Kavickumar MuruganathanKavickumar Muruganathan joins us today with remarkable experience in the agricultural industry, specifically in the paper and pulp industry, the natural rubber sector, and the palm oil industry. He engages in supply chain sustainability and compliance from a corporate perspective and currently heads the APAC division for Supply Chain Compliance at Neste. Kavickumar played an active role in the concerted boycott efforts on unsustainable products from errant companies that had resulted in forest fires and the regional haze in Singapore in 2014. The NGO-led effort was recognised as a national movement, and the residents have not witnessed forest fires and haze of that scale since then. The spur to inspire positive change and create equality in our food value chains motivates him to work continuously in the sector. He also regards that the current lopsided value distribution needs to be corrected to ensure that farmers also have sustainable livelihoods and are not mired in poverty cycles. Kavickumar believes that there is a lot of room for creating positive change in this industry through investments not only in monetary terms but also from strategy, knowledge, and technological perspectives. This definitely requires a many-hands-on-deck approach and he aspires to play a positive role in this process.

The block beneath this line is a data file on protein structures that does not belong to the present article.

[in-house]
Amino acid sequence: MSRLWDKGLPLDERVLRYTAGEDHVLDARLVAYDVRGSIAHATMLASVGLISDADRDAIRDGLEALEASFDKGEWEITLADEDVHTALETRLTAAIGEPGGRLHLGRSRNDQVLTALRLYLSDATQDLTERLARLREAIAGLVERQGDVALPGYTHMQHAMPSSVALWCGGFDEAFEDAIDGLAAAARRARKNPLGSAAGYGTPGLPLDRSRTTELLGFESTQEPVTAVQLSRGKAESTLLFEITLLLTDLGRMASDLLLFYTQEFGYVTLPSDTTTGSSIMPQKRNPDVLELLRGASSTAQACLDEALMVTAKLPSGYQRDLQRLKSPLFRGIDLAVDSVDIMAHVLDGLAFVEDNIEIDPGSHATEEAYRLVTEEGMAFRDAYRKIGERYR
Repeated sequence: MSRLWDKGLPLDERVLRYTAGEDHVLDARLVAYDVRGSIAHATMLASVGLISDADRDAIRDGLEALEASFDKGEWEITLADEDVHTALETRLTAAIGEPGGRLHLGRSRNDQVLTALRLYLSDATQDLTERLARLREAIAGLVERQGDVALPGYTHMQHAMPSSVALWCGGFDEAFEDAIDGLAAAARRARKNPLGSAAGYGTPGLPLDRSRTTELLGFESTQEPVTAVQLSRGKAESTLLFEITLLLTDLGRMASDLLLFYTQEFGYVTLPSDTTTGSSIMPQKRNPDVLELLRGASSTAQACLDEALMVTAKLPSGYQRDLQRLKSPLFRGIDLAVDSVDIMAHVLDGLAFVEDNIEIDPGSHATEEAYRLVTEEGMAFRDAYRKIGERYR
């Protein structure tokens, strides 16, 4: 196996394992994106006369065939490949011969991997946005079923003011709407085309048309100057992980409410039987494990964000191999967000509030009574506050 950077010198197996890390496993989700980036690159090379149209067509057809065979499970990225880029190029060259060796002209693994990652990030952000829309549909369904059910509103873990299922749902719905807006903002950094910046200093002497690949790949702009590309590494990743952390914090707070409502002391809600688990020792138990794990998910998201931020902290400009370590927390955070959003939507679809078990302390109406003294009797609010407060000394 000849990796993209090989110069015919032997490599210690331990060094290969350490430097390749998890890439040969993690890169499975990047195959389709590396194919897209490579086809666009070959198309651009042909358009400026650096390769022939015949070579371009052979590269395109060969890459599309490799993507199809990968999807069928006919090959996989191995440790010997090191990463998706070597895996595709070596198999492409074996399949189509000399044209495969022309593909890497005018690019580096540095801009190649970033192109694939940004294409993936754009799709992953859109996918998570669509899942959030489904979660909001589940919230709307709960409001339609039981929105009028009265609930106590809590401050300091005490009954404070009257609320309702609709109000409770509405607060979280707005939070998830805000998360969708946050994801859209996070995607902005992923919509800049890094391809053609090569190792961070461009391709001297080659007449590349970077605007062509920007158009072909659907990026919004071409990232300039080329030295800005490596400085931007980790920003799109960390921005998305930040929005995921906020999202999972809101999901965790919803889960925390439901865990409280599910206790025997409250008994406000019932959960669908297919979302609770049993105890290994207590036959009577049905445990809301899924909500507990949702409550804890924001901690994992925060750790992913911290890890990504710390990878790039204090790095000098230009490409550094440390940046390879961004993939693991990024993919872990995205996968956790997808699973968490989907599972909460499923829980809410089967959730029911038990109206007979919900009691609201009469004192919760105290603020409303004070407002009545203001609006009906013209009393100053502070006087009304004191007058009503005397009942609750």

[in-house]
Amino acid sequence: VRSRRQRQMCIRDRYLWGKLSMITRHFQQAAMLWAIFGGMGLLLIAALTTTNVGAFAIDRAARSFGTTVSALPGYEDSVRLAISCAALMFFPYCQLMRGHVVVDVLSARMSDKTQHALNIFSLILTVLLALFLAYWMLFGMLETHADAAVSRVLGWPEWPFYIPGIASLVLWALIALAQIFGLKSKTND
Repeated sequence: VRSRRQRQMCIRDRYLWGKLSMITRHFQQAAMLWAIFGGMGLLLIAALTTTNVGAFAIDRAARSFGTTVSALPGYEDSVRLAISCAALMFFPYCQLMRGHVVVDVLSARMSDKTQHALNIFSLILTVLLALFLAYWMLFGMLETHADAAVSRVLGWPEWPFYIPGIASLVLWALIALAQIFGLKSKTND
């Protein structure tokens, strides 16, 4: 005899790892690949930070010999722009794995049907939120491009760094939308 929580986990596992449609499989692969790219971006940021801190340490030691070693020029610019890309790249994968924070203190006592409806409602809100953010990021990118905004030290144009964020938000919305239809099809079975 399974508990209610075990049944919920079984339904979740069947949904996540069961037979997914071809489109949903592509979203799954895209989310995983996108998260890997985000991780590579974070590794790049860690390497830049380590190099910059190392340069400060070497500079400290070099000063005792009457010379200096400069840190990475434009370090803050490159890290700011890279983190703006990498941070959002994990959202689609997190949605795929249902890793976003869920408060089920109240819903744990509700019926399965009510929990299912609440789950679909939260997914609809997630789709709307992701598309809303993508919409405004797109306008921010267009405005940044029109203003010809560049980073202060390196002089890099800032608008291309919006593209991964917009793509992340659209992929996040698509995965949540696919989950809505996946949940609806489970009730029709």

Having been the head of the Singapore Environment Council's (SEC) eco-certification unit, what would you say are some of the challenges that businesses face in ensuring sustainable production of products?
Two of your key areas of expertise are Sustainable Finance and ESG Risk. Could you tell us a little about both of these and how they can drive a significant change in the way companies can make a positive contribution to society?
How can the agrifood sector in low- and middle-income economies implement circular agriculture as part of an approach to facilitate the sustainability of the food system? What impact would it have on the environment?
What has your experience been like with traceability systems in the agroecosystem? What kind of difference is it making to smallholder livelihoods in different parts of the world?
One of the primary challenges for smallholder farmers seeking financial support is that they are often considered too small for institutional investors and too large for microfinance organizations. In addition, the risks involved in agriculture make it even more difficult for them to secure financial aid. Considering that these farmers are key to ensuring food security, how can this particular challenge be addressed?